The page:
Games: Yowamari and Need For Speed: Payback

The fact that the malevolent spirits in Yowamari are only visible when you shine a light on them simply piles on the tension
Neil McGreevy

:: Yowamari: Midnight Shadows (PS4)

By: NIS America

GAMING'S fallow, post-festive lull is the perfect time to mop up some of the releases that may have passed you by during the Christmas rush.

And, while horror buffs were spoiled in 2017 with big-budget scares from Resident Evil and The Evil Within, equally effective is the micro-budgeted nightmare fuel of Yowamari.

The plot is simplicity itself: Haru is moving away and spends one last night with her pal, Yui, sneaking through a gloomy town full of restless spirits.

Being Japanese, your enemies are a macabre menagerie influenced by local folktales and urban legends, and a far cry from the usual videogame bullet fodder.

Rather than some tooled-up cop, combat isn't really an option here. With both girls entirely defenseless, the only way to survive is by secreting yourself in nooks, thickets and under boxes – the fact that the spirits are only visible when you shine a light on them simply piles on the tension.

Armed with your wits and a torch, gameplay involves avoiding the monsters at all costs, occasionally employing items such as coins for saving and pebbles to distract your foe.

Yowamari's deceptively adorable look belies some pretty hardcore horror, amped up no end by its brilliant sound design – all creaky floorboards, heartbeats and slamming doors.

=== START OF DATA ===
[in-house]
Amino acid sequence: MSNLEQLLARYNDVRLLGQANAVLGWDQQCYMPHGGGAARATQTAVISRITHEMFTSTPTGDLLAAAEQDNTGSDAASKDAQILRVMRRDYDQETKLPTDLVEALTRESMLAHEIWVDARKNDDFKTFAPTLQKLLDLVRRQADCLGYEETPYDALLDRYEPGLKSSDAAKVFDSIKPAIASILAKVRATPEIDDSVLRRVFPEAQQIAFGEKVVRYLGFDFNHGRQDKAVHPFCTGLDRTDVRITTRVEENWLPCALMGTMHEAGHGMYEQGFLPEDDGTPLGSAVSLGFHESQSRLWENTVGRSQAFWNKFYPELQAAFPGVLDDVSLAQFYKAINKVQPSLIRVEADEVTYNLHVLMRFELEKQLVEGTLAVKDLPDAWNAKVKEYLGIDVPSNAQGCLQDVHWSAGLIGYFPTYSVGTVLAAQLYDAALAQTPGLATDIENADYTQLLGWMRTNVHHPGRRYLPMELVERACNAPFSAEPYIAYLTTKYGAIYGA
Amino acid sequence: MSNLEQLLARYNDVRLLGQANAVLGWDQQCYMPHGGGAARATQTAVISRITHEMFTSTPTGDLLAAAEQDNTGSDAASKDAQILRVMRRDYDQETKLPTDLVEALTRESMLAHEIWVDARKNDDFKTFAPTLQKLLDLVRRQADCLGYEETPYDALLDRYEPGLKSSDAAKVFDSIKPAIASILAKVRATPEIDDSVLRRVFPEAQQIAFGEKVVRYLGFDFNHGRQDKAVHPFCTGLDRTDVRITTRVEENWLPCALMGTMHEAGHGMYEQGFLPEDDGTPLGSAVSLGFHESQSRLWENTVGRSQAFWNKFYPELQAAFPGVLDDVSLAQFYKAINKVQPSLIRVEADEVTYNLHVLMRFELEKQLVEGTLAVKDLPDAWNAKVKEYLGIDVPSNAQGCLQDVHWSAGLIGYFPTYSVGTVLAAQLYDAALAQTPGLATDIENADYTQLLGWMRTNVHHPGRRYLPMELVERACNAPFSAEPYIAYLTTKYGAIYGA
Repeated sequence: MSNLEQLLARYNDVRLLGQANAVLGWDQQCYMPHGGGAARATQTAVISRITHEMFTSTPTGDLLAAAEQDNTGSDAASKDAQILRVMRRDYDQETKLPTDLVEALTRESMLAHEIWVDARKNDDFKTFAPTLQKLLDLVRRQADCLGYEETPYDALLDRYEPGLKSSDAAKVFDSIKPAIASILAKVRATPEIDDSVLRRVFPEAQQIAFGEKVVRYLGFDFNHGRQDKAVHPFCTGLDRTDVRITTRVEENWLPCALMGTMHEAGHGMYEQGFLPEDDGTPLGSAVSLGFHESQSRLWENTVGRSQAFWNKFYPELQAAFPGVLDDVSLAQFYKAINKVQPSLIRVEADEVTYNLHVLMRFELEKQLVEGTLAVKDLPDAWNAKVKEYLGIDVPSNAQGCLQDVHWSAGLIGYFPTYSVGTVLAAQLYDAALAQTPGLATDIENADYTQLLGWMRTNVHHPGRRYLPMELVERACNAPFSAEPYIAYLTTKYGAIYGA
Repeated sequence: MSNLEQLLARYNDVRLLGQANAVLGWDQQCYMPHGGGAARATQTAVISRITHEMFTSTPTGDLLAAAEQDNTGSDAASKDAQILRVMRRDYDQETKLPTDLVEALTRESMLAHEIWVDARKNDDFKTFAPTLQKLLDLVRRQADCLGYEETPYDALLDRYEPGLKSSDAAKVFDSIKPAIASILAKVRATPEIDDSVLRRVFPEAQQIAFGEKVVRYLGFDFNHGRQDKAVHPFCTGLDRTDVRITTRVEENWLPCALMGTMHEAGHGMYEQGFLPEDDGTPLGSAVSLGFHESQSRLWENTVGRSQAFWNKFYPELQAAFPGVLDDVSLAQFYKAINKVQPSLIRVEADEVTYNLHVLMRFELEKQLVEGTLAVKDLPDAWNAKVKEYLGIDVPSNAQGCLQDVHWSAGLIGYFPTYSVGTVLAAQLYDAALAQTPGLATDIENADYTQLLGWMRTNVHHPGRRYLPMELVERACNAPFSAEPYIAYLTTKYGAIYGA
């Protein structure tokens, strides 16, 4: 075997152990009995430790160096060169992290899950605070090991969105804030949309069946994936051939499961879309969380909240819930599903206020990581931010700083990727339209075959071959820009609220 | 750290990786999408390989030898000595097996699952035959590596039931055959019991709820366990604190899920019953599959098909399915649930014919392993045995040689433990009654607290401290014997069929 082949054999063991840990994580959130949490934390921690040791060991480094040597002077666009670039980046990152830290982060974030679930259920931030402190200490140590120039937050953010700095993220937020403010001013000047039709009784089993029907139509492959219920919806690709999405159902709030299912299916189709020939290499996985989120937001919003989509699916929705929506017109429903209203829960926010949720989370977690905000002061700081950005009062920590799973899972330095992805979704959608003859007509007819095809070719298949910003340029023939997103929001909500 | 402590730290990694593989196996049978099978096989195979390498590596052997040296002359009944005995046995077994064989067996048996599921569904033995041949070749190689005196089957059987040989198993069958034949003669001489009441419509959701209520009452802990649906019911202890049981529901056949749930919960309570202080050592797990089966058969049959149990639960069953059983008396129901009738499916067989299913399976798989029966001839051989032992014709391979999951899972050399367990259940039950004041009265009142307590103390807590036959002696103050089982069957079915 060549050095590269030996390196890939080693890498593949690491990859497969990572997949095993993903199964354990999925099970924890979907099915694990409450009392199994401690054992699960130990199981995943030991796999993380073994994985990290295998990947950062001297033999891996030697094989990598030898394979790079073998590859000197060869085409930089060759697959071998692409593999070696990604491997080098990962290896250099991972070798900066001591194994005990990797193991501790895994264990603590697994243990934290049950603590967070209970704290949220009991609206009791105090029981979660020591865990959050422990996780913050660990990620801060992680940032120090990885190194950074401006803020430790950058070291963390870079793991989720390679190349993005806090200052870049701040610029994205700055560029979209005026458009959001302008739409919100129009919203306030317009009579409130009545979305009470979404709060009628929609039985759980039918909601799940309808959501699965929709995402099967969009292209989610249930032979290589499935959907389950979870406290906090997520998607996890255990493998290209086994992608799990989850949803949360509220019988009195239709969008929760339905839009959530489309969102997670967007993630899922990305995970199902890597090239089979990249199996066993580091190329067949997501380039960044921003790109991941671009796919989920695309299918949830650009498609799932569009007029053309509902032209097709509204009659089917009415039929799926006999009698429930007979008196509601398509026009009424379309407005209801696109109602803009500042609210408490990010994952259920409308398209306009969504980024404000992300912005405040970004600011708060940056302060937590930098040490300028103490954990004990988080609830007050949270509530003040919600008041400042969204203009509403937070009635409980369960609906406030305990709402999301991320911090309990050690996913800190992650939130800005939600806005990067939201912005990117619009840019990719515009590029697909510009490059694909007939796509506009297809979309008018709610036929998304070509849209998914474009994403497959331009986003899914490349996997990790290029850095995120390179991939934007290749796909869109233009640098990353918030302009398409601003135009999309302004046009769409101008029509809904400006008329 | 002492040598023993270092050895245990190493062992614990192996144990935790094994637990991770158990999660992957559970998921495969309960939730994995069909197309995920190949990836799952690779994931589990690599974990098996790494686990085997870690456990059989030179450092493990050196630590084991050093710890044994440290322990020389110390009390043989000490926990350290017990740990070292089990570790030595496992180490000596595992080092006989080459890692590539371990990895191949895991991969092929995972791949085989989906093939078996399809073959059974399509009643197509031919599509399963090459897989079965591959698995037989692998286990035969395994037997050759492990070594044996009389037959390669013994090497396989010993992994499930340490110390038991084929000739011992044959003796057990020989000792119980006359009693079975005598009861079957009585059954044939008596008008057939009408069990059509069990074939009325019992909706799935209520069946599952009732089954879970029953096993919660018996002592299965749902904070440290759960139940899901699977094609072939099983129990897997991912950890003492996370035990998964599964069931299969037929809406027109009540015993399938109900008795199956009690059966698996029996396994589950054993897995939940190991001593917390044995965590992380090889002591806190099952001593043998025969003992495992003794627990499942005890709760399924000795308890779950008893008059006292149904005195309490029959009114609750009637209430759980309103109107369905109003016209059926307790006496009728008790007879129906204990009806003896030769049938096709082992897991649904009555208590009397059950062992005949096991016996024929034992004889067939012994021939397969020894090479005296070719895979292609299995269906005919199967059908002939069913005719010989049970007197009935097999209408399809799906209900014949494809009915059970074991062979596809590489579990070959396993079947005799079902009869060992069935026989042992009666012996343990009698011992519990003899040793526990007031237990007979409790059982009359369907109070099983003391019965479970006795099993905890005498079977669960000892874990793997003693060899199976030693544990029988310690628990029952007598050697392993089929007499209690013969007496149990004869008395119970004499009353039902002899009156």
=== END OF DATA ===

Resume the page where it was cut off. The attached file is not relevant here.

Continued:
With its hand-drawn Manga world, this is horror for hipsters, teasing the sweat from your palms with tense hide-and-seek gameplay that distils survival horror down to its essence.

It's a scary world out there.

:: Need for Speed Payback (Multi)

By: EA

NEED for Speed has been clocking up the virtual mileage since 1994, with recent years heavily influenced by the meat-headed racing culture of the Fast and Furious movies.

Following a mixed bag of recent entries, Payback is a new sparkplug for the franchise, proving there's plenty of gas left in the tank.

Set in the Vegas-style casino town of Fortune City, its 15-hour campaign is a cheesy car crash of the series' best bits, with monodimensional characters spouting gambling metaphors over drag races, cop chases and general tuner silliness, where Speed Cards are used to grease-monkey the stats of its 70 odd rides.

Payback's vehicular soap opera of supercharged chrome takes players from sun-baked canyons and forest paths to drag racing on the strip. With a groaning garage, endless customization and enough road runner action to get you from A to B, Payback is adrenaline-stuffed petrolhead perfection and the best the series has been in years.

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